SLAM 3D Mapping

Simultaneous Localization And Mapping

In an era where technology continuously stretches the boundaries of possibility, 3D mapping is a testament to human ingenuity. This innovation has carved new avenues of understanding and operation within the construction sector and mining, surveillance, and disaster management industries. Find out more about Exyn’s SLAM 3D mapping.


Autonomous 3D SLAM Mapping with ExynAI

3D mapping is used successfully in many industries, including construction, land surveying, real estate, agriculture, forestry, and disaster management. This robotic technology allows surveyors to analyze survey-grade maps of previously unreachable locations in real time while the drone is in flight.

Exyn’s SLAM pipeline enables the robot to autonomously navigate many extreme field conditions, including GPS- and comms-denied environments with little to no light, communications with a pilot, or existing infrastructure. 

What is SLAM?

SLAM, or Simultaneous Localization and Mapping, is a sophisticated computational technique that enables robots, such as self-directed drones, to chart out unfamiliar environments while keeping track of their location. This ability is beneficial in areas where GPS signals are unreliable or unavailable. To discover more and embark on a journey of 3D autonomous mapping.

A Glimpse Into SLAM

At the heart of SLAM are two pivotal sensors. The first, an IMU, tracks a robot’s motion and orientation. Think of it as your smartphone's gadgetry distinguishing between portrait and landscape modes. Complementing this is the robot’s visual sensor. In the Exyn models, the Velodyne LiDAR Puck LITE sensor serves this role, showering the environment with beams and capturing any figure as precise data points. These combined inputs create a dynamic point cloud—a real-time 3D map of the surroundings.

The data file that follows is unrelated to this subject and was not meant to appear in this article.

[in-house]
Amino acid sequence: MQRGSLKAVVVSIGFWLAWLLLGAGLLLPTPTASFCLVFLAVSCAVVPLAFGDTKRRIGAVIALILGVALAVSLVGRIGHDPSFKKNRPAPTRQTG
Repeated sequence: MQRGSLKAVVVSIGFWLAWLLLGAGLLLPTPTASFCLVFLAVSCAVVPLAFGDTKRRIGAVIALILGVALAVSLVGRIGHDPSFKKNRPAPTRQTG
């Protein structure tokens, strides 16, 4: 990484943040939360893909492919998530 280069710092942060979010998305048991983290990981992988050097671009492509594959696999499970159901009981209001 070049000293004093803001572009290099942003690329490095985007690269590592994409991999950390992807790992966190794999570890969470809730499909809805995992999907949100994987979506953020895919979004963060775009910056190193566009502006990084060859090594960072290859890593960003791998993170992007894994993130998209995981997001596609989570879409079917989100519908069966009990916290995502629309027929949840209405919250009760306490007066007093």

Online SLAM takes the driver’s seat when robots are in action, detecting and dodging obstacles. Data processing must match its pace with a robot potentially covering ground at 2 meters/second. As the LiDAR assesses the terrain, algorithms like LIDAR Odometry and Mapping (LOAM) work behind the scenes to craft an evolving local map.

Interestingly, robots powered by ExynAI construct dual maps during navigation. One delineates edges, while the other focuses on surfaces. This on-the-fly mapping, combined with real-time adjustments, ensures robots sail smoothly through their environment.


Once a robot’s journey concludes, the spotlight turns to Offline SLAM. Here, the emphasis is on something other than speed – accuracy. The raw sensory data, logged throughout the journey, undergoes rigorous refinement. Enter ExSLAM, Exyn’s post-processing maestro. It gleans the point cloud data, refining and readying it for third-party applications.

A key aspect of Offline SLAM is the loop closure. As a robot roams, uncertainties about its exact position can accumulate. Loop closure is akin to a eureka moment when the robot realizes it has returned to a previously visited spot, allowing it to adjust and refine its internal map.

Mapping Tomorrow: SLAM’s Evolution

The SLAM horizon is promising. As technological advancements like colorization pipelines loom, the potential to superimpose RGB data on point clouds could redefine 3D modeling. Moreover, integrating GPS data in post-processing endeavors promises even more accurate and grounded mapping results.

As online and offline SLAM realms converge and evolve, how robots understand and navigate their world will continue to revolutionize. To read more about the nuances of online and offline SLAM systems, click here.

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